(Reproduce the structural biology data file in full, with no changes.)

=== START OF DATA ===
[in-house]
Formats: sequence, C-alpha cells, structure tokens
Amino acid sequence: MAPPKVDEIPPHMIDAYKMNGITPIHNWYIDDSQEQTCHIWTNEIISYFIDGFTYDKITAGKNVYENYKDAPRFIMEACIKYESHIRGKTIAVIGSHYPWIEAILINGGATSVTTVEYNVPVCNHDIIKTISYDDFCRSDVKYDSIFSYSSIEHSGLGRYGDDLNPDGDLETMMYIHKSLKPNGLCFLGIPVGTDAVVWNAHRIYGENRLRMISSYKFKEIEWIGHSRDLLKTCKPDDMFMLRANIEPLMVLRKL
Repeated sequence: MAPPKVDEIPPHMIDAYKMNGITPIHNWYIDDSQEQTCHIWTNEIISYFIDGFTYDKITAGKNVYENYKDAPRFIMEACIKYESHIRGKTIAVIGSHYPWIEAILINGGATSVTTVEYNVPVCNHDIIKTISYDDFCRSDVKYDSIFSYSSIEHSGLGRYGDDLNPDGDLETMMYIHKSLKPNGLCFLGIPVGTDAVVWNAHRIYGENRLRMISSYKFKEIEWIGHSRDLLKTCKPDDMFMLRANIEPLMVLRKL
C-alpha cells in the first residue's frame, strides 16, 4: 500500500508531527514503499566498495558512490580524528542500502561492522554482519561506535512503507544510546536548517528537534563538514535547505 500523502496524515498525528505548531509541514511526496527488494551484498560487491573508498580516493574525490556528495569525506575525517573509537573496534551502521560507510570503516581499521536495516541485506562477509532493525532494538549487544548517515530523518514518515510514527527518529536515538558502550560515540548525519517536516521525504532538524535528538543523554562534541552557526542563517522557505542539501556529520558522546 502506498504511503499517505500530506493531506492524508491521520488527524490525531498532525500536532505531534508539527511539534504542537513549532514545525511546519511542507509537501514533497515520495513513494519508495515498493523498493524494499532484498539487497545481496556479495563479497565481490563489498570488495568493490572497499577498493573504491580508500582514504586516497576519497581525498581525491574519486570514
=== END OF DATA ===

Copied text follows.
[in-house]
Formats: sequence, C-alpha cells, structure tokens
Amino acid sequence: MAPPKVDEIPPHMIDAYKMNGITPIHNWYIDDSQEQTCHIWTNEIISYFIDGFTYDKITAGKNVYENYKDAPRFIMEACIKYESHIRGKTIAVIGSHYPWIEAILINGGATSVTTVEYNVPVCNHDIIKTISYDDFCRSDVKYDSIFSYSSIEHSGLGRYGDDLNPDGDLETMMYIHKSLKPNGLCFLGIPVGTDAVVWNAHRIYGENRLRMISSYKFKEIEWIGHSRDLLKTCKPDDMFMLRANIEPLMVLRKL
Repeated sequence: MAPPKVDEIPPHMIDAYKMNGITPIHNWYIDDSQEQTCHIWTNEIISYFIDGFTYDKITAGKNVYENYKDAPRFIMEACIKYESHIRGKTIAVIGSHYPWIEAILINGGATSVTTVEYNVPVCNHDIIKTISYDDFCRSDVKYDSIFSYSSIEHSGLGRYGDDLNPDGDLETMMYIHKSLKPNGLCFLGIPVGTDAVVWNAHRIYGENRLRMISSYKFKEIEWIGHSRDLLKTCKPDDMFMLRANIEPLMVLRKL
C-alpha cells in the first residue's frame, strides 16, 4: 500500500508531527514503499566498495558512490580524528542500502561492522554482519561506535512503507544510546536548517528537534563538514535547505 500523502496524515498525528505548531509541514511526496527488494551484498560487491573508498580516493574525490556528495569525506575525517573509537573496534551502521560507510570503516581499521536495516541485506562477509532493525532494538549487544548517515530523518514518515510514527527518529536515538558502550560515540548525519517536516521525504532538524535528538543523554562534541552557526542563517522557505542539501556529520558522546 502506498504511503499517505500530506493531506492524508491521520488527524490525531498532525500536532505531534508539527511539534504542537513549532514545525511546519511542507509537501514533497515520495513513494519508495515498493523498493524494499532484498539487497545481496556479495563479497565481490563489498570488495568493490572497499577498493573504491580508500582514504586516497576519497581525498581525491574519486570514